Four ways we to help solve the housing crisis – starting now

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housing crisis

House prices continue to rise as building rates fail to keep pace with demand. But are we making a bigger deal of the housing crisis that we need to? Jonathan Bulmer of Cleveland Containers discusses four steps that could be taken right now to help tackle the problem

In 2017, 184,000 homes were built in England – the highest amount since 2008 – and Theresa May announced she was committed to making “the British dream a reality by reigniting home ownership in Britain once again”.

Yet, with house prices rising at the fastest annual pace in 10 months during January, according to Nationwide, and research from thinktank the Resolution Foundation revealing that up to a third of millennials will never be homeowners, it’s clear there is still a crisis in this country.

However, are we making a bigger deal out of this than we need to? Here are four ways the UK’s housing crisis could be solved.

Build affordable homes

Sure, new housing estates are being built across the UK, but drive past them and you’ll often find rows of mock-Georgian style houses or four-bedroom townhouses that are totally out of reach for the first-time buyer.

While new houses are being built, if they’re too expensive then they won’t help to solve the current housing crisis.

Instead, the government should focus on building more affordable, modest homes that the first-time buyer can realistically save a deposit for: think two- or three-bedroom terrace houses or semidetached.

By building affordable houses, millennials are provided with a glimmer of hope that getting a foot on the property ladder is on the horizon, making it a step in the right direction to solving the housing crisis.

Reduce investor power

One city where the housing crisis is becoming increasingly apparent is Manchester. Hailed by Deloitte as one of the fastest-growing cities in Europe, of the 61 residential developments (consisting of 14,667 flats and houses) the council granted permission to in 2016-2017, not a single one of them were deemed to be “affordable”.

In 2016, 50,000 people lived in Manchester city centre, and it’s expected to reach 80,000 by 2024. When you see the skyline constantly changing with an increase in high-rise flats, you’d assume that the city is catering to the demand. Yet, if you look closer, you’ll soon realise that for the first-time buyer, these flats are out of reach.

Much of the accommodation in Manchester city centre bars first-time buyers, clearly stating “investors only”. When you consider the fact that the average rent of a two-bed city centre flat is £1,100 a month (before bills), for many millennials it would make sense to house share or live with their parents to save a deposit… except even when they have the money, it’s deemed “not good enough”.

One way to help solve the housing crisis in major UK cities is to stop many new developments from being bought by investors only. Instead, a mix of buy-to-let and first-time buyers makes much more sense in order to cope with demand.

housing crisis

Alternative housing options

Some people who can’t afford to get their foot on the traditional property ladder due to the housing crisis are looking at alternative means. Boats, shipping containers and sheds are just a few of the options for affordable accommodation.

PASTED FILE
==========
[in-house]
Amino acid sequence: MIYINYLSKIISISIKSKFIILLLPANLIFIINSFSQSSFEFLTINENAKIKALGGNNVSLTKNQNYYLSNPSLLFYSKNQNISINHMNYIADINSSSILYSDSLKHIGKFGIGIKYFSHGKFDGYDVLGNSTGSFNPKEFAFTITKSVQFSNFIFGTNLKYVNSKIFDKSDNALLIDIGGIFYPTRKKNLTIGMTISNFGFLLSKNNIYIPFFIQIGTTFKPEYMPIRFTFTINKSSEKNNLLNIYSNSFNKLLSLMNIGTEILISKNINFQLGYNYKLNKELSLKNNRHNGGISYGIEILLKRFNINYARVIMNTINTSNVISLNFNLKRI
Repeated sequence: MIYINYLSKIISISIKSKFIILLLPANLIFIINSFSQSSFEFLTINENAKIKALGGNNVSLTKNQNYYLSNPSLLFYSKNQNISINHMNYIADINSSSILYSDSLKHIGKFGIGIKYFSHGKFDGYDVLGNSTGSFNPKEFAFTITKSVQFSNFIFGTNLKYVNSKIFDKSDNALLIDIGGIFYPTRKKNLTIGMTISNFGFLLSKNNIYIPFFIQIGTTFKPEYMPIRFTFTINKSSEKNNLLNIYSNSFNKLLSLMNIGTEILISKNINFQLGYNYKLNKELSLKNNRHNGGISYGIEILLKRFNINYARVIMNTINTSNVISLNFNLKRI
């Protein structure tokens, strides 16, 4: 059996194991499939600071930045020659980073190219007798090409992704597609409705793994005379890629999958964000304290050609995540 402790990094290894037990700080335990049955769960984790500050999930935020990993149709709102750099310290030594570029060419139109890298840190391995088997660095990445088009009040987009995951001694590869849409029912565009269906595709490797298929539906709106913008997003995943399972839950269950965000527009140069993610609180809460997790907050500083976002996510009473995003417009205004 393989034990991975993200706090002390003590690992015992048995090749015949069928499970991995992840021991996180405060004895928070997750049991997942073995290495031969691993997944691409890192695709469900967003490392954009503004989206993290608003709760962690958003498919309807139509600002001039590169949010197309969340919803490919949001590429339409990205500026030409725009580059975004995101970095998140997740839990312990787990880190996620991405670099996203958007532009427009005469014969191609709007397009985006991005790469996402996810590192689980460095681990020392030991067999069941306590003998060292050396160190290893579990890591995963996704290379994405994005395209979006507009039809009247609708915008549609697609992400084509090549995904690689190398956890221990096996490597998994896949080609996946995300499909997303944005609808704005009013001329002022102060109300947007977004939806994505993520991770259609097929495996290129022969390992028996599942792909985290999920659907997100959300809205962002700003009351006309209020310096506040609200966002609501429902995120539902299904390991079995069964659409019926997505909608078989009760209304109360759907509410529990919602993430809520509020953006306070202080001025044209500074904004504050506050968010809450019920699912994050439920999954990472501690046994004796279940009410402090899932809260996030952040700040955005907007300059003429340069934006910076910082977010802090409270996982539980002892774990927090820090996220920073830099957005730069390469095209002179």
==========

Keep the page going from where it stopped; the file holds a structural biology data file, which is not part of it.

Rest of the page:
However, for this to be viable in the future, we need to get rid of the stigma attached – especially when it comes to containers and sheds as, according to YouGov research for Home Group, 70% of people identify them as modular homes, and 41% of people assume they are less durable than traditional builds.

So, what is actually a low-cost solution to the housing problem is currently being overlooked due to untrue assumptions – yet there are homes all over the world that are built from shipping containers, and they are more cost-effective than traditional builds.

In fact, they can also help with the homelessness crisis this country faces. In Bristol, containers are being converted into liveable homes for homeless people to move into by the social enterprise Help Bristol’s Homeless. It’s a similar story in London, too, with one project in Ealing taking 290 people off the streets, giving them a safe place to stay.

Reconsider green belt land

This is sure to be a controversial point but the fact is, there is a distinct lack of homes compared to demand, and more need to be built.

Green belt refers to areas of land that stop our countryside from being spoilt, and our cities from being too spoilt. While there should definitely be areas protected from new developments being built, when you consider the fact that more of Surrey is covered in golf courses than houses, and Greater London’s green belt land could accommodate 1.6m houses, then there is an issue at hand.

To solve the housing crisis, demand needs to be met and that means identifying suitable areas where new – and affordable – housing can be built.

To conclude, there are 28m houses and flats in the UK, and to meet the growth of demand, we need to build a minimum of 300,000 new houses every single year. There are numerous ways in which we can tackle the housing crisis to meet demand, combat homelessness and help first-time buyers get their foot on the property ladder.

Jonathan Bulmer

Managing Director

Cleveland Containers

Tel: +44 (0)333 130 7906

www.clevelandcontainers.co.uk

www.twitter.com/CleveContainers

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